Robben Island World Heritage Site has important places of memory that include the built fabric, routes and paths, gardens, views and vistas. It has within it many and varied layers of history that are at times contested. Furthermore it is an island of many voices, including the disadvantaged, the oppressed, the sick, the privileged few, the religious, the imprisoned and the free. Its conservation therefore poses unique challenges.
Four main conservation principles underlie the approach to conservation management of RIWHS:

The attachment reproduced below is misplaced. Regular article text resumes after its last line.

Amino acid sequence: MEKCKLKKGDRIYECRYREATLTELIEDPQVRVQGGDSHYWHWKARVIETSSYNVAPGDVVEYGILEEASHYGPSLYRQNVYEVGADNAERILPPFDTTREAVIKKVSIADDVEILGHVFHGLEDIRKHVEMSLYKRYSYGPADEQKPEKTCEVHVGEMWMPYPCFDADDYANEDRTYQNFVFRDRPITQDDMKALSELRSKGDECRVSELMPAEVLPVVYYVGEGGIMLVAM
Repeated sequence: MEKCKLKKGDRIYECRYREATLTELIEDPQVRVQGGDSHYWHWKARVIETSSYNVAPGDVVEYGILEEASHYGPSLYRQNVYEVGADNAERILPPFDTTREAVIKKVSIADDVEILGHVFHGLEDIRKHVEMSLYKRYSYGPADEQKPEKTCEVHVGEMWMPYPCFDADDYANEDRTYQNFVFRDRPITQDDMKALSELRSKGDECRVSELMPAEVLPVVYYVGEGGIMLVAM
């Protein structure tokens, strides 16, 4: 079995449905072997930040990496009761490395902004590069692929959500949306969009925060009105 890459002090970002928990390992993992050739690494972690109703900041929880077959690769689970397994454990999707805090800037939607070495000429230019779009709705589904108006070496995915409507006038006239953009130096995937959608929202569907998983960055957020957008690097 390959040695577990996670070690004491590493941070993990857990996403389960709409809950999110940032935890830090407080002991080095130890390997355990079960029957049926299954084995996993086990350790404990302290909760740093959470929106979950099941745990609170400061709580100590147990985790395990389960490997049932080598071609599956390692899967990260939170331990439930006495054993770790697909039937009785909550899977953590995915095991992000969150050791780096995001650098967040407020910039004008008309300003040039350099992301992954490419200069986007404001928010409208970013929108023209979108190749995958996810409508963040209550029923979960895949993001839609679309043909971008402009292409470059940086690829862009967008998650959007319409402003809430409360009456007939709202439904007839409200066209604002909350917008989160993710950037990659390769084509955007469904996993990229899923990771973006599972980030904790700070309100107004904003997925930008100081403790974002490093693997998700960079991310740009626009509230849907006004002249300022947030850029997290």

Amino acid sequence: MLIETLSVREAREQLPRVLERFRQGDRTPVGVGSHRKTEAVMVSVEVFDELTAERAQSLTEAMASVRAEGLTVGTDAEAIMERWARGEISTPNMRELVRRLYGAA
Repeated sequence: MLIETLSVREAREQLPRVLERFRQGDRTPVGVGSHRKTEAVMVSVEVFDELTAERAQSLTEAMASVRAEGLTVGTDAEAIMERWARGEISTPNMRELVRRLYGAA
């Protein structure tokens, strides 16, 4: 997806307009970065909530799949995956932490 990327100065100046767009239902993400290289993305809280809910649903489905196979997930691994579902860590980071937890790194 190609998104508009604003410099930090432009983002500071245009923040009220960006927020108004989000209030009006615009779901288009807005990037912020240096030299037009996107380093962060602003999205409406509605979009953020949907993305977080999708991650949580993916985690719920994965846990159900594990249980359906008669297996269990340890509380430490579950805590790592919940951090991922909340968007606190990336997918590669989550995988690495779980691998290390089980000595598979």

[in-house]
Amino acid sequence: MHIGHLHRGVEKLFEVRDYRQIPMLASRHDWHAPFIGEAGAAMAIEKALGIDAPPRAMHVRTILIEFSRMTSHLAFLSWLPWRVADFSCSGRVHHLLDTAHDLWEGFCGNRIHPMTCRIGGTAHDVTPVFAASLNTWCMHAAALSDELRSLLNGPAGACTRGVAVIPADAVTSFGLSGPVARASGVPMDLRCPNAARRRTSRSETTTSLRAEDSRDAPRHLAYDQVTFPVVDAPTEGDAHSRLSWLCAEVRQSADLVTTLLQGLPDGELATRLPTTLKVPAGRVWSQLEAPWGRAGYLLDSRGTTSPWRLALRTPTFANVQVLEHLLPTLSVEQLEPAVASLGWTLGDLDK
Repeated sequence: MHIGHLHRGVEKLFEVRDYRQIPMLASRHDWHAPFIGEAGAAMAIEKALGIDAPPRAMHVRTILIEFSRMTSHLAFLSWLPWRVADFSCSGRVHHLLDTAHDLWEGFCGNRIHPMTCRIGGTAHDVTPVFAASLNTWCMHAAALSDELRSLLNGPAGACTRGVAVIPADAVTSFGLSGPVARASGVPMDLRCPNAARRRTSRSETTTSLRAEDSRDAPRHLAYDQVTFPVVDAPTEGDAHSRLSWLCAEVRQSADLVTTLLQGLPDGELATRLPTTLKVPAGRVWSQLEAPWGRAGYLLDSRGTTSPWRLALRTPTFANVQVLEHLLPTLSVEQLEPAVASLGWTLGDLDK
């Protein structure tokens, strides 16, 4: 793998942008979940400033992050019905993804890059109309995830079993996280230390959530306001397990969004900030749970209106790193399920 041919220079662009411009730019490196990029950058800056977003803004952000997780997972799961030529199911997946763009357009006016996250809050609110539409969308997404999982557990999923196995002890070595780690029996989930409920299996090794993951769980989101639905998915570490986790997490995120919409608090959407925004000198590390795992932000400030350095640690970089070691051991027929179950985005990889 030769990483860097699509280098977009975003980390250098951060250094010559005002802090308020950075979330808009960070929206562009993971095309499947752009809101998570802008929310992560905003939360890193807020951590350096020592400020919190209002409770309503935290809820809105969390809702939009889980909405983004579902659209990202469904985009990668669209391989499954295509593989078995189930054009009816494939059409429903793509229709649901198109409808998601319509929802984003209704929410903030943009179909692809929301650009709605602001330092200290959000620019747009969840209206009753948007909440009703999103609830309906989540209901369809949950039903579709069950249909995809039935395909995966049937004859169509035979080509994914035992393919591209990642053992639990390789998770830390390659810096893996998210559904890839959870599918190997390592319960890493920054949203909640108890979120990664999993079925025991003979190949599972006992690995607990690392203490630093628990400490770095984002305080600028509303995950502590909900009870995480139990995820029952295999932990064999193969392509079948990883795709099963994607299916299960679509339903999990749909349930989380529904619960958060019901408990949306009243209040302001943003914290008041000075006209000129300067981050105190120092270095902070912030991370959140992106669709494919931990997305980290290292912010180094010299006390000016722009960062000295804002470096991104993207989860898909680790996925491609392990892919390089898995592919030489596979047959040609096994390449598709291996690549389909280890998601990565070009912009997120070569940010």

- There is an evolving understanding of Robben Island’s meaning and value which has both tangible and intangible manifestations in cultural and natural contexts;
- Robben Island’s heritage value is both local and universal;
- Robben Island’s heritage value is related to current social debates about, for example, stigma, human rights, reconciliation and healing;
- Robben Island Museum is committed to a conservation-based approach to development and to a transparent use-based, policy-based and process-driven management that seeks to balance the Island’s tangible and intangible heritage resources.